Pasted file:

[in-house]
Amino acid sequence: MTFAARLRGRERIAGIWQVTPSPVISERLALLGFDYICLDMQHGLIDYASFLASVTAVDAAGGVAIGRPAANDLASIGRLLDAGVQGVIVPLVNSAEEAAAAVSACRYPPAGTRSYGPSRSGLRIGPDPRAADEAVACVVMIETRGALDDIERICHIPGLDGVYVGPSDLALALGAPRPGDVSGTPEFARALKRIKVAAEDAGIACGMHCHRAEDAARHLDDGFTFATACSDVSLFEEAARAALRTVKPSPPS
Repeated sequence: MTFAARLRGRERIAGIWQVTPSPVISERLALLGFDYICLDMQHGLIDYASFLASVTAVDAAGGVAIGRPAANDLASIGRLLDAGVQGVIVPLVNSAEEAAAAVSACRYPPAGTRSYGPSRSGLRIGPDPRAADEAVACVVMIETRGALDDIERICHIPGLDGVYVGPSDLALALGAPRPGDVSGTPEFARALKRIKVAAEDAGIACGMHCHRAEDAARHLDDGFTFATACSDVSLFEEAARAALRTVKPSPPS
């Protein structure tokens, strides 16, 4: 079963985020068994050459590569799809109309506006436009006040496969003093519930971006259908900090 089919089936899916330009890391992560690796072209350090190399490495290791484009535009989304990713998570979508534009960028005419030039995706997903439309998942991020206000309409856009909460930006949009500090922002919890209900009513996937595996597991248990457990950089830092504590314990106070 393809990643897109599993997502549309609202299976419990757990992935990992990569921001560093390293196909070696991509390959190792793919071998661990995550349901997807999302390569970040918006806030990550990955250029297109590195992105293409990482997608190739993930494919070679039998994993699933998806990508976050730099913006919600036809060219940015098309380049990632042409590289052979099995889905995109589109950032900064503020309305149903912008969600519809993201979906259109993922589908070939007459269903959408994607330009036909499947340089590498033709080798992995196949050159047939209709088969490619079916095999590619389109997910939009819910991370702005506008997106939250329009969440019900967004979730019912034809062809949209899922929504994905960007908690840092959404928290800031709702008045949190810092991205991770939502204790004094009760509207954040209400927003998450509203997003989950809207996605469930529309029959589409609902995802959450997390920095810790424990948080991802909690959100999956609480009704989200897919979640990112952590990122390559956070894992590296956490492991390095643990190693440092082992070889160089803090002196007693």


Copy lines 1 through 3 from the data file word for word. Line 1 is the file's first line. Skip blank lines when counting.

[in-house]
Amino acid sequence: MTFAARLRGRERIAGIWQVTPSPVISERLALLGFDYICLDMQHGLIDYASFLASVTAVDAAGGVAIGRPAANDLASIGRLLDAGVQGVIVPLVNSAEEAAAAVSACRYPPAGTRSYGPSRSGLRIGPDPRAADEAVACVVMIETRGALDDIERICHIPGLDGVYVGPSDLALALGAPRPGDVSGTPEFARALKRIKVAAEDAGIACGMHCHRAEDAARHLDDGFTFATACSDVSLFEEAARAALRTVKPSPPS
Repeated sequence: MTFAARLRGRERIAGIWQVTPSPVISERLALLGFDYICLDMQHGLIDYASFLASVTAVDAAGGVAIGRPAANDLASIGRLLDAGVQGVIVPLVNSAEEAAAAVSACRYPPAGTRSYGPSRSGLRIGPDPRAADEAVACVVMIETRGALDDIERICHIPGLDGVYVGPSDLALALGAPRPGDVSGTPEFARALKRIKVAAEDAGIACGMHCHRAEDAARHLDDGFTFATACSDVSLFEEAARAALRTVKPSPPS